ATTACHING THE CHAIN
- 33 take some 18ga sterling silver wire and bend three small U shaped pieces of wire for the jump ring connector bails.
- 34 solder these onto your perfume flask wherever you want I thought about the top part but decided to put it on the sides. I cut out six pieces of solder. I balled up the six pieces and I melted one ball on each end of the U legs. I think this is called tinning your parts. I heated up the flask body untill the flux glasses over then I put the tinned part onto the hot flask body. Its easier than trying to line everything up and then to drop balls onto the joint.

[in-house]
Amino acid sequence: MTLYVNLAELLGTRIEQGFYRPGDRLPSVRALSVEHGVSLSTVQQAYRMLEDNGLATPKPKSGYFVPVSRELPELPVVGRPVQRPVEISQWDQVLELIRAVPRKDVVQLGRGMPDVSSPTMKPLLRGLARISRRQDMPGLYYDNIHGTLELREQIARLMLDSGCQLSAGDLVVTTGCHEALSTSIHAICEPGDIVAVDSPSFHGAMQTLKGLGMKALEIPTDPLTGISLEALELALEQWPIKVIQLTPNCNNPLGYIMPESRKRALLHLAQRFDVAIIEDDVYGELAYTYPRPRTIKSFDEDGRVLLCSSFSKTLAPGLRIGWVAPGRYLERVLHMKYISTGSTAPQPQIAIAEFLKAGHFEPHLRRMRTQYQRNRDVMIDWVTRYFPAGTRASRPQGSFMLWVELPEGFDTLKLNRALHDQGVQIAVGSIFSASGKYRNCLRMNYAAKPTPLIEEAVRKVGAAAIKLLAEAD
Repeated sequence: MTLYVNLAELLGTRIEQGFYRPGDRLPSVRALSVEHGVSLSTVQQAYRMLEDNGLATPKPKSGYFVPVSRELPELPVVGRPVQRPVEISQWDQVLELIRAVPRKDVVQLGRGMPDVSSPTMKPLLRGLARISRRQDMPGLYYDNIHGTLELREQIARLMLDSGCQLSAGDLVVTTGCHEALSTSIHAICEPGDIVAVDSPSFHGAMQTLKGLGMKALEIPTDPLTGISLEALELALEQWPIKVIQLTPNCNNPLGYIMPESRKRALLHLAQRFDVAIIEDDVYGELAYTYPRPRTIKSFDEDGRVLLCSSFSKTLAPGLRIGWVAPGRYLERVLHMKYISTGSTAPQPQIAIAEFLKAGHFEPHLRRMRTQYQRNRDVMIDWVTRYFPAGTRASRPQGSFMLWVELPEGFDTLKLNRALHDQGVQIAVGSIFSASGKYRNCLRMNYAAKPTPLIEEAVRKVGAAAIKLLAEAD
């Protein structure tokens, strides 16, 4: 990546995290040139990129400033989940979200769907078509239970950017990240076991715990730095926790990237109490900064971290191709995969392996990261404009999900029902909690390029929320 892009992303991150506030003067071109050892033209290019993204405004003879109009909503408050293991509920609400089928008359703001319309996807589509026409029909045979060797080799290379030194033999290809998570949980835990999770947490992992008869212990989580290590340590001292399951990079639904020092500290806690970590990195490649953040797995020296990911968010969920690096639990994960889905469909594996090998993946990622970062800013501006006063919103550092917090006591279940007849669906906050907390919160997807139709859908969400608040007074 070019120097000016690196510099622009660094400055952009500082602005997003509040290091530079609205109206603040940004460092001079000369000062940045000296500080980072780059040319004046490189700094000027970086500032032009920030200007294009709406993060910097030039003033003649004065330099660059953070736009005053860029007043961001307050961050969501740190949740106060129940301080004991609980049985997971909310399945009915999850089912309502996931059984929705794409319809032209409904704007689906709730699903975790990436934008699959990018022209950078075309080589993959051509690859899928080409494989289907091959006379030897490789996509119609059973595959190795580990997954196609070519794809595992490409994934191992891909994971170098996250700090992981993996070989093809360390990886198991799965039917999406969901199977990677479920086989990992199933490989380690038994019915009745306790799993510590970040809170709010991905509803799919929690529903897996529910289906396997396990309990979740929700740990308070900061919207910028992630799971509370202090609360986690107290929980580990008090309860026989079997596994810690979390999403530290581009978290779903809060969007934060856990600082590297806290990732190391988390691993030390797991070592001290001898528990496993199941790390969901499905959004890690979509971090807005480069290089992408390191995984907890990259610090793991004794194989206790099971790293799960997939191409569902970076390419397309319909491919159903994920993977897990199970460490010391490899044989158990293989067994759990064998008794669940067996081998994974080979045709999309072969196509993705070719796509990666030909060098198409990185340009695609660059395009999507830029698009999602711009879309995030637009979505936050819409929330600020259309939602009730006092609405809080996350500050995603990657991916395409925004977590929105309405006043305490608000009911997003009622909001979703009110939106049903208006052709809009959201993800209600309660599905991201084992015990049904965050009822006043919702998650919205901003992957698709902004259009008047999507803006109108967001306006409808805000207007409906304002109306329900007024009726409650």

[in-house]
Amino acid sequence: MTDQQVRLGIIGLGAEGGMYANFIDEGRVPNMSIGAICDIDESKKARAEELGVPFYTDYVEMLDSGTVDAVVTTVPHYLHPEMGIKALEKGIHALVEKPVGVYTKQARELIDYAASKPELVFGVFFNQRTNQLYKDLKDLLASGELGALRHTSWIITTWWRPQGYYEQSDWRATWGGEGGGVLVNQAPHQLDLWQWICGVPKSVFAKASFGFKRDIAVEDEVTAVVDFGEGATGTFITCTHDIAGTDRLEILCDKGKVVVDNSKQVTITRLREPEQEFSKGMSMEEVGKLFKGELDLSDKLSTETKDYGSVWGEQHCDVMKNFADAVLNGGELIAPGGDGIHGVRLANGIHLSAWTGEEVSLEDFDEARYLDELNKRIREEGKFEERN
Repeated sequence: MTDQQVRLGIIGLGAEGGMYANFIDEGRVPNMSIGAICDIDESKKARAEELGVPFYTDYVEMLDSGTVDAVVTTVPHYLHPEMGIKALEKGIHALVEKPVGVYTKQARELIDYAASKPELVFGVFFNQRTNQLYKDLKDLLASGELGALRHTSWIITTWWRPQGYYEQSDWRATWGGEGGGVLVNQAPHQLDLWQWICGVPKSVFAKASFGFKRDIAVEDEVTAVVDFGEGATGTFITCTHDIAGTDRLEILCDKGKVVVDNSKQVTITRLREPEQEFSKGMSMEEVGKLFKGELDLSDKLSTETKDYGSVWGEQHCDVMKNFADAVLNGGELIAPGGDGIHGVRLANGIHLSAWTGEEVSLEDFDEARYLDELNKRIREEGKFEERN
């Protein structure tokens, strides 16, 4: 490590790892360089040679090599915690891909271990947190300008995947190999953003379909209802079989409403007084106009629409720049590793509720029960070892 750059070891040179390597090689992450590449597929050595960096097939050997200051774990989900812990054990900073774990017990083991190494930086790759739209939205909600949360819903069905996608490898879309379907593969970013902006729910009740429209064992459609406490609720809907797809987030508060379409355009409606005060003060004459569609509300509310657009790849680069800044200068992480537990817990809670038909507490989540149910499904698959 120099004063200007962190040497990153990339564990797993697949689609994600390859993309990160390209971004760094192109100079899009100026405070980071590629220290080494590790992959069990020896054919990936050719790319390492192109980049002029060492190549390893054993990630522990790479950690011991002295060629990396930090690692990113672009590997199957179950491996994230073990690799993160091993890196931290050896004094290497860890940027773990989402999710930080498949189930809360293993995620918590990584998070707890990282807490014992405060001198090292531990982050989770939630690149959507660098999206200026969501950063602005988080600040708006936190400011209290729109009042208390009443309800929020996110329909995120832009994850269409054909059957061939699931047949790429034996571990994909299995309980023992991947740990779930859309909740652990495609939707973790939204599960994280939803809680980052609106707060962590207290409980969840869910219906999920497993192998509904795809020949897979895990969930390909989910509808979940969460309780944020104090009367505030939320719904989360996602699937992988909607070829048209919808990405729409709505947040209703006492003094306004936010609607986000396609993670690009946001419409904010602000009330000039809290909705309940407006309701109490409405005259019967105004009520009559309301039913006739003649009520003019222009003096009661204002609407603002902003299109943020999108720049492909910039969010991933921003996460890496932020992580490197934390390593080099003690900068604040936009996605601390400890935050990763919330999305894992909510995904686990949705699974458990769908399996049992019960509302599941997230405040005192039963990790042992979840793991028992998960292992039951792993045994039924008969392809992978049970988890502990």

- 35 pickle and sand all the undesirable oxide off the awesome little copper and brass perfume flask.
- 36 attach the silver chain onto the flask and cap using jump rings.
- 37 solder the jump rings closed (I didn't yet but I will once I decide how long to make the chain)
Participated in the